Minimize desktop clutter

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By Catherine Holland By Catherine Holland

Q. My Windows Desktop is a mess. I need to get rid of some icons, but which ones can I safely remove?

A. Icons are representations of programs and other objects such as files and folders. Not all icons represent the actual physical location of programs represented. This particular breed of icon is known as the shortcut, and it's a good idea to periodically thin the iconic herd. Shortcut icons always display a small arrow in the lower left-hand corner. You can safely delete any shortcut icon without deleting its underlying program, file or folder.

If you attempt to delete an arrowless icon, you will receive a warning that you are about to delete a program or the object itself, not a shortcut to it. If you ignore the warning and discover that you deleted an important document or program, when you regain consciousness, go to the Recycle Bin where you can retrieve it by right-clicking the item and selecting Restore.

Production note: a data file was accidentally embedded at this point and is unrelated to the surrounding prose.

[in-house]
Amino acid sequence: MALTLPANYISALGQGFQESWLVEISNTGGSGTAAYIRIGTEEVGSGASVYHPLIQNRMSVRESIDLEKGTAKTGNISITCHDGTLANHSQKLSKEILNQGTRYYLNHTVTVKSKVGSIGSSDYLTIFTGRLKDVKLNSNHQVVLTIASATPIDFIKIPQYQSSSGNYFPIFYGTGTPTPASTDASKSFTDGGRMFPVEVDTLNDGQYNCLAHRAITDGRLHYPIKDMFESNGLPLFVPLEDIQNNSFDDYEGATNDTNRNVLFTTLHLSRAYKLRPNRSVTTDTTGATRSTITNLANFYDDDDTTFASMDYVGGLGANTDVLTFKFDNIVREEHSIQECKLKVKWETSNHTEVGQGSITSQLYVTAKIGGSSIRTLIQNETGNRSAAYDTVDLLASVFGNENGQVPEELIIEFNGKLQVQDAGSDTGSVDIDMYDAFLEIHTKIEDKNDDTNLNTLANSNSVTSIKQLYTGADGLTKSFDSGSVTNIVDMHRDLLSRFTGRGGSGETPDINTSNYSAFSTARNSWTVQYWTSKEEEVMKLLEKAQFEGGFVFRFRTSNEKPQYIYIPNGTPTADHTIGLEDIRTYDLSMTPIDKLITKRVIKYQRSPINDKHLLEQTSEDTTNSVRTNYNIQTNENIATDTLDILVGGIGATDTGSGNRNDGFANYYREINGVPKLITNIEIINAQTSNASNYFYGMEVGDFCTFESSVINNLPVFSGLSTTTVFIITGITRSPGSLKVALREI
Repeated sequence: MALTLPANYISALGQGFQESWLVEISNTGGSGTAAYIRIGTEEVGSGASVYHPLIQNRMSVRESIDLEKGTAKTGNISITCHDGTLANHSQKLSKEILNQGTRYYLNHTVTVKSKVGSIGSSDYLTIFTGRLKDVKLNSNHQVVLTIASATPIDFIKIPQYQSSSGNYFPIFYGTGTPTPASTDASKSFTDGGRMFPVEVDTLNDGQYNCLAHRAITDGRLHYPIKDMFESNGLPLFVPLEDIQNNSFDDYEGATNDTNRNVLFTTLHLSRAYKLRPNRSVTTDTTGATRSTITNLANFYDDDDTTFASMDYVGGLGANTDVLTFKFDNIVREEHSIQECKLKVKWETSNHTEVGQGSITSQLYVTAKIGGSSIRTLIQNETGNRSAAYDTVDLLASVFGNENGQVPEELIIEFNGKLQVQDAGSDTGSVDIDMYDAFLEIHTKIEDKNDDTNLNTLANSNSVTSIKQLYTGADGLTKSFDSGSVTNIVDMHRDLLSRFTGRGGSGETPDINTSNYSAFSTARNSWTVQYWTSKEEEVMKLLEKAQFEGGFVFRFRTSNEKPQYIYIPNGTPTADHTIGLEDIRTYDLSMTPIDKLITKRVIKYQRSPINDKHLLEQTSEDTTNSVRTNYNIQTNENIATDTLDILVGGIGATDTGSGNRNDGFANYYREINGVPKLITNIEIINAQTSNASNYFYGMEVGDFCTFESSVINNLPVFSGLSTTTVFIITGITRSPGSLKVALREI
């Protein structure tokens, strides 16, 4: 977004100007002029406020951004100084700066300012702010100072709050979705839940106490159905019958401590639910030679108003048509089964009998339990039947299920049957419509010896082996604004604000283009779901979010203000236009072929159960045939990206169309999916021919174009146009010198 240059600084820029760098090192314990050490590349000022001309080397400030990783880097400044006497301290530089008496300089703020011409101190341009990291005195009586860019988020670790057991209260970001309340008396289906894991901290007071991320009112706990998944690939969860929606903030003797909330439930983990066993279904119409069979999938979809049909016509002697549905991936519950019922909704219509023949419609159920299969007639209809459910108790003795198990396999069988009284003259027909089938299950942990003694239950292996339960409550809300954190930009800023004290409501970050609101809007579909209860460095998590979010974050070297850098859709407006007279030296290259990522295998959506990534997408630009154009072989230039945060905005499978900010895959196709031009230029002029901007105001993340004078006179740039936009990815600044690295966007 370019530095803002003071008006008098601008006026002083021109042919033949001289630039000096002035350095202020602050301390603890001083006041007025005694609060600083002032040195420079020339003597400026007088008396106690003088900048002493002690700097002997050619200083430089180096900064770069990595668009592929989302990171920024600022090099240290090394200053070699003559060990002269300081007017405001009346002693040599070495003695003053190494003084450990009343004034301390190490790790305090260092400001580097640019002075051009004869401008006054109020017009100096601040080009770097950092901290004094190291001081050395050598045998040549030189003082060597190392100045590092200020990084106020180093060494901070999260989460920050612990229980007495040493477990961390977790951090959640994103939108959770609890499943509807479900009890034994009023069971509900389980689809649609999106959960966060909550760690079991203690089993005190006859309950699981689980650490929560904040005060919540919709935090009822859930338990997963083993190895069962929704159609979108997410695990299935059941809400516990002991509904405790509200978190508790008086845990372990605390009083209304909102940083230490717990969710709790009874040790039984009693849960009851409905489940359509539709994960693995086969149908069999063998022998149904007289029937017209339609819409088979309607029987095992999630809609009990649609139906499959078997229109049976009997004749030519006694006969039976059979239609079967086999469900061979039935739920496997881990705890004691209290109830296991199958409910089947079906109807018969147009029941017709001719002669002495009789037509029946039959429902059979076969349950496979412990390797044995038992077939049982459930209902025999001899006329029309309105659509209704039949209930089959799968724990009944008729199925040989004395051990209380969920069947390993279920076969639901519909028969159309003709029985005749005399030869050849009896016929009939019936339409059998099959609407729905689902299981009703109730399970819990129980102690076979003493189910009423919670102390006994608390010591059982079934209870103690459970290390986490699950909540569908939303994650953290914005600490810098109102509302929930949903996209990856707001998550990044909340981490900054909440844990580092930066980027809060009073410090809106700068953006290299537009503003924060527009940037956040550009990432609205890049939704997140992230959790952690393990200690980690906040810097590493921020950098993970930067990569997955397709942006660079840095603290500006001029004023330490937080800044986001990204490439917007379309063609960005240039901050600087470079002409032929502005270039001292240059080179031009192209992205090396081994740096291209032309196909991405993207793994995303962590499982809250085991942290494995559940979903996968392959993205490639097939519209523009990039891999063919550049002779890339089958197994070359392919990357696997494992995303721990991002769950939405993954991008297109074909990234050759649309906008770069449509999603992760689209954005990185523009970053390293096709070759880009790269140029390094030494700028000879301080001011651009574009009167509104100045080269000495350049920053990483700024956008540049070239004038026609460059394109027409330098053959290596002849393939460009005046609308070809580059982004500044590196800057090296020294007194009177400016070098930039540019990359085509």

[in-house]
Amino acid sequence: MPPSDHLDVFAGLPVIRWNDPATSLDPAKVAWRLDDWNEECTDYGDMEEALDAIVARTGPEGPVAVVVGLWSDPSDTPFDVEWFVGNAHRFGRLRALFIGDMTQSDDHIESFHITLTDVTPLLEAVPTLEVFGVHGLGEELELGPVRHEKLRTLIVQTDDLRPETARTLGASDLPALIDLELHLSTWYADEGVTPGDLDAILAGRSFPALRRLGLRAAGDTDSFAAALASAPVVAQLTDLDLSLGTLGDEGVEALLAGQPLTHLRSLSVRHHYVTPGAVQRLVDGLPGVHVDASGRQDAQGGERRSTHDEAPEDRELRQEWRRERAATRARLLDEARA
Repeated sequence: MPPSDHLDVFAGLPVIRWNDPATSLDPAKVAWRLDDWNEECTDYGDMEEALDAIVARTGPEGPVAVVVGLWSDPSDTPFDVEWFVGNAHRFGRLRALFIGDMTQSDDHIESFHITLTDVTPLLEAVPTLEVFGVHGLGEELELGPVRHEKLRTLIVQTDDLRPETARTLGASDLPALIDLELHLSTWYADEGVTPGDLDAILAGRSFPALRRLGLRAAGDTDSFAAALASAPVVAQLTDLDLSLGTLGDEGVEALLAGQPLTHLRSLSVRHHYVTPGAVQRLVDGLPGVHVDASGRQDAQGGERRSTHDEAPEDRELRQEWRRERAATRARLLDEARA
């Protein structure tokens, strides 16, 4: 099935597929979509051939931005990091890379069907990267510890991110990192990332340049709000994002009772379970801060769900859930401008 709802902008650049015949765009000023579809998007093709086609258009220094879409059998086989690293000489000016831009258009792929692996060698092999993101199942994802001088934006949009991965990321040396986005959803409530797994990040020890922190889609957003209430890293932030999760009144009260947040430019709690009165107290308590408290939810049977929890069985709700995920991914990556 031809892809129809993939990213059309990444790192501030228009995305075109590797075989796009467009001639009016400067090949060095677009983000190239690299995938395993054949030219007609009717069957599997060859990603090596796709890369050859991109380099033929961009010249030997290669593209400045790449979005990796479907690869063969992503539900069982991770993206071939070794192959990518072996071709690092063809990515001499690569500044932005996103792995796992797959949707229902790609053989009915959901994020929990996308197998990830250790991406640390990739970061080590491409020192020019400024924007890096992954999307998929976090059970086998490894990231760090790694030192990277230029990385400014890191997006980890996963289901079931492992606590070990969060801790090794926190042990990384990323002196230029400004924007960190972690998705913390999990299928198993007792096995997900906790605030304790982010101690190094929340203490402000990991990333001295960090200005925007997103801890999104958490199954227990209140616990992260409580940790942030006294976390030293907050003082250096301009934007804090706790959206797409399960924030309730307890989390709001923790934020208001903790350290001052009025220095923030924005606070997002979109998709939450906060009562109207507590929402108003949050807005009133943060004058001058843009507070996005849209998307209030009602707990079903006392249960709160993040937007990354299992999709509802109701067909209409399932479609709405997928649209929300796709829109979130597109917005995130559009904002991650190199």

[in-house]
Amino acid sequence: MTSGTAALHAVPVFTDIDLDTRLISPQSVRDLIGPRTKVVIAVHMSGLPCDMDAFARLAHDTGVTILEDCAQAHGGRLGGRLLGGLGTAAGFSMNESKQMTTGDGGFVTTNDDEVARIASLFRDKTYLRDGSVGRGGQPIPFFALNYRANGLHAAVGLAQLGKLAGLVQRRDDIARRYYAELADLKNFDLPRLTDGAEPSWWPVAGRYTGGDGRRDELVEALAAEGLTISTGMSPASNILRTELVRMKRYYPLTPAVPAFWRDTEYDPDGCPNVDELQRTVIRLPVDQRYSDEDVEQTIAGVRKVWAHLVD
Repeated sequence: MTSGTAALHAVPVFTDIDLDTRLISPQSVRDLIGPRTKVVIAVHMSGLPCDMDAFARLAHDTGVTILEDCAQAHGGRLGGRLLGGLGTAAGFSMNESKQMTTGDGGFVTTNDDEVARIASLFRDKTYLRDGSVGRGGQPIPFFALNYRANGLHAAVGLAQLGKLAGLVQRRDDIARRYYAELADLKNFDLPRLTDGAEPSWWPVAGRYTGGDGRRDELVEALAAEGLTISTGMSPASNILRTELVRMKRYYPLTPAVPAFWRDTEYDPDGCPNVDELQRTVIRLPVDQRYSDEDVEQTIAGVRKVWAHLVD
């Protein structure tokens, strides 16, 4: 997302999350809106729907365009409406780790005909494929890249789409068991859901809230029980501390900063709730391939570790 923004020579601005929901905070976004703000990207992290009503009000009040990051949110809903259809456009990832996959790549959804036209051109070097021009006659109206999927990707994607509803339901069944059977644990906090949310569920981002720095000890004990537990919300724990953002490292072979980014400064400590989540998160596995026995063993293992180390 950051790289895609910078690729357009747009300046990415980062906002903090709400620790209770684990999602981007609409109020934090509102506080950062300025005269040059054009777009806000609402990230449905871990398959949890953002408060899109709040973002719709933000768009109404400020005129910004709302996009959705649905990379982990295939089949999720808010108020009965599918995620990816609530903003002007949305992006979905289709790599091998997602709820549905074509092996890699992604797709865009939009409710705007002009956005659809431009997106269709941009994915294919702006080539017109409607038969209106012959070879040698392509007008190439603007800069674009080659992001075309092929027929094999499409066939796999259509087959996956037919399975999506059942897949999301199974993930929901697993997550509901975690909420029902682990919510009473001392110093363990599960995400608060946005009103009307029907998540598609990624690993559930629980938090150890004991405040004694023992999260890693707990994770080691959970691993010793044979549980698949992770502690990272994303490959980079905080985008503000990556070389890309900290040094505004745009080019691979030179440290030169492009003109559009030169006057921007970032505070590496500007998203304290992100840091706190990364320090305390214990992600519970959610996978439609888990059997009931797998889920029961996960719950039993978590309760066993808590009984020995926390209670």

Default Desktop icons, which cannot be removed, generally include (depending on the version of Windows ) Computer, Network Neighborhood, Documents, and the always popular Recycle Bin.

Q. When I'm visiting Web sites using my iPad, is there any way I can save an image? I know that I can right-click and save when I'm using my computer, but I'm trying to use my iPad more, in hopes of ultimately replacing my computer with it. Thanks, Mr. M.

A. You're in good company. Millions of people purchase iPads with an eye towards replacing a desktop or laptop computer. While that may be appropriate for some users, not everyone who uses a computer will find that the iPad is a suitable replacement. But if you primarily use your computer for email and visiting Web sites, viewing videos, maintaining a calendar, and other similar functions, the iPad should fit the bill quite nicely. Even if it won't replace a PC, iPads are great fun. I have two of them and use them daily.

To answer your specific question, when viewing a Web site on your iPad, if you find an image you would like to save, tap and continue pressing (called “tap and hold”) the image. You will be prompted to save it to your iPad, where it will then appear in the Photos app.

Q. I have a 1 GB flash drive with 16 photos on it. Used space shows 752 KB, and free space is 959 MB. How many of the same size photos can I put in the remaining free space?

A. I had to hose off my slide rule for this one, so let’s do the math: If you have 16 photos that consume 752 KB (kilobytes) of space, that's an average of 47 KB per photo. (752 divided by 16.)

959 MB (megabytes) equals 959,000 KB. If we divide 959,000 KB by 47 KB per photo, approximately 20,400 photos can be placed on the remaining 959 MB of free space. Happy snapping!

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